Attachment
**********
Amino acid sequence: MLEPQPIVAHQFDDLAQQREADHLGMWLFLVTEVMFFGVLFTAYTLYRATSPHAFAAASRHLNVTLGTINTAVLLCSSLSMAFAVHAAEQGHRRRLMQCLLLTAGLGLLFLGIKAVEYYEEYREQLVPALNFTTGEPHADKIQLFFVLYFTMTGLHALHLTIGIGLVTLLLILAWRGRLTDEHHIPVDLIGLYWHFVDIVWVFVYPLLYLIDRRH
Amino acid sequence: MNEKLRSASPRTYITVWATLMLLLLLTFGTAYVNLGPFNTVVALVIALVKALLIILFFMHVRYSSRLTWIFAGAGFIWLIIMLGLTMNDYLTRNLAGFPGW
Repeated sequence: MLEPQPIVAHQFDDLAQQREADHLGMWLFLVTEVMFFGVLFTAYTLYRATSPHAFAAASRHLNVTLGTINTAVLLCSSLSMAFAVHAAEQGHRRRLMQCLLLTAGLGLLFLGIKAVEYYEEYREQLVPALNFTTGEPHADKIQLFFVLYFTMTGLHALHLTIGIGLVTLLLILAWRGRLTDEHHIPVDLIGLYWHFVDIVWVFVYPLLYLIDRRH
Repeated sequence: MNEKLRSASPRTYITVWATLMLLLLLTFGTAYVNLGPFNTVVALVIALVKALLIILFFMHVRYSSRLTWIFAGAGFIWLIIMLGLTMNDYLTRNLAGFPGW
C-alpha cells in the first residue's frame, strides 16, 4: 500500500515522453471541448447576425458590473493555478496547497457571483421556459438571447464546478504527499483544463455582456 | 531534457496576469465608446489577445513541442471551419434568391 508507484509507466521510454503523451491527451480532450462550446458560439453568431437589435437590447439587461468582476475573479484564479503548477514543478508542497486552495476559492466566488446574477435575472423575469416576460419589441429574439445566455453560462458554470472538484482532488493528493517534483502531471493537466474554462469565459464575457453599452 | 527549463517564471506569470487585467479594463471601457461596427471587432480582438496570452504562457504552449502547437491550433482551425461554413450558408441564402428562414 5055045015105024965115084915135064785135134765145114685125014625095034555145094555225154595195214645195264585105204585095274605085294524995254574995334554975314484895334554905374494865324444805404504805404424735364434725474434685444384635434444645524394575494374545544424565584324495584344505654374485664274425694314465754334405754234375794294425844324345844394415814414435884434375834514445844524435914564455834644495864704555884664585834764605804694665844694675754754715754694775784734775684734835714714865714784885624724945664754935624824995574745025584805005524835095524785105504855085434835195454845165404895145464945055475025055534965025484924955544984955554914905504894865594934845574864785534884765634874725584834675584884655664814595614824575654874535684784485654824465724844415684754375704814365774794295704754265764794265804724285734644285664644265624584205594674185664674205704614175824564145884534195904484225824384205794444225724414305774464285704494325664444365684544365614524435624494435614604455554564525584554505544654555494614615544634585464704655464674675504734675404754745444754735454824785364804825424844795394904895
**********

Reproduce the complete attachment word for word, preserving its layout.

Amino acid sequence: MLEPQPIVAHQFDDLAQQREADHLGMWLFLVTEVMFFGVLFTAYTLYRATSPHAFAAASRHLNVTLGTINTAVLLCSSLSMAFAVHAAEQGHRRRLMQCLLLTAGLGLLFLGIKAVEYYEEYREQLVPALNFTTGEPHADKIQLFFVLYFTMTGLHALHLTIGIGLVTLLLILAWRGRLTDEHHIPVDLIGLYWHFVDIVWVFVYPLLYLIDRRH
Amino acid sequence: MNEKLRSASPRTYITVWATLMLLLLLTFGTAYVNLGPFNTVVALVIALVKALLIILFFMHVRYSSRLTWIFAGAGFIWLIIMLGLTMNDYLTRNLAGFPGW
Repeated sequence: MLEPQPIVAHQFDDLAQQREADHLGMWLFLVTEVMFFGVLFTAYTLYRATSPHAFAAASRHLNVTLGTINTAVLLCSSLSMAFAVHAAEQGHRRRLMQCLLLTAGLGLLFLGIKAVEYYEEYREQLVPALNFTTGEPHADKIQLFFVLYFTMTGLHALHLTIGIGLVTLLLILAWRGRLTDEHHIPVDLIGLYWHFVDIVWVFVYPLLYLIDRRH
Repeated sequence: MNEKLRSASPRTYITVWATLMLLLLLTFGTAYVNLGPFNTVVALVIALVKALLIILFFMHVRYSSRLTWIFAGAGFIWLIIMLGLTMNDYLTRNLAGFPGW
C-alpha cells in the first residue's frame, strides 16, 4: 500500500515522453471541448447576425458590473493555478496547497457571483421556459438571447464546478504527499483544463455582456 | 531534457496576469465608446489577445513541442471551419434568391 508507484509507466521510454503523451491527451480532450462550446458560439453568431437589435437590447439587461468582476475573479484564479503548477514543478508542497486552495476559492466566488446574477435575472423575469416576460419589441429574439445566455453560462458554470472538484482532488493528493517534483502531471493537466474554462469565459464575457453599452 | 527549463517564471506569470487585467479594463471601457461596427471587432480582438496570452504562457504552449502547437491550433482551425461554413450558408441564402428562414 5055045015105024965115084915135064785135134765145114685125014625095034555145094555225154595195214645195264585105204585095274605085294524995254574995334554975314484895334554905374494865324444805404504805404424735364434725474434685444384635434444645524394575494374545544424565584324495584344505654374485664274425694314465754334405754234375794294425844324345844394415814414435884434375834514445844524435914564455834644495864704555884664585834764605804694665844694675754754715754694775784734775684734835714714865714784885624724945664754935624824995574745025584805005524835095524785105504855085434835195454845165404895145464945055475025055534965025484924955544984955554914905504894865594934845574864785534884765634874725584834675584884655664814595614824575654874535684784485654824465724844415684754375704814365774794295704754265764794265804724285734644285664644265624584205594674185664674205704614175824564145884534195904484225824384205794444225724414305774464285704494325664444365684544365614524435624494435614604455554564525584554505544654555494614615544634585464704655464674675504734675404754745444754735454824785364804825424844795394904895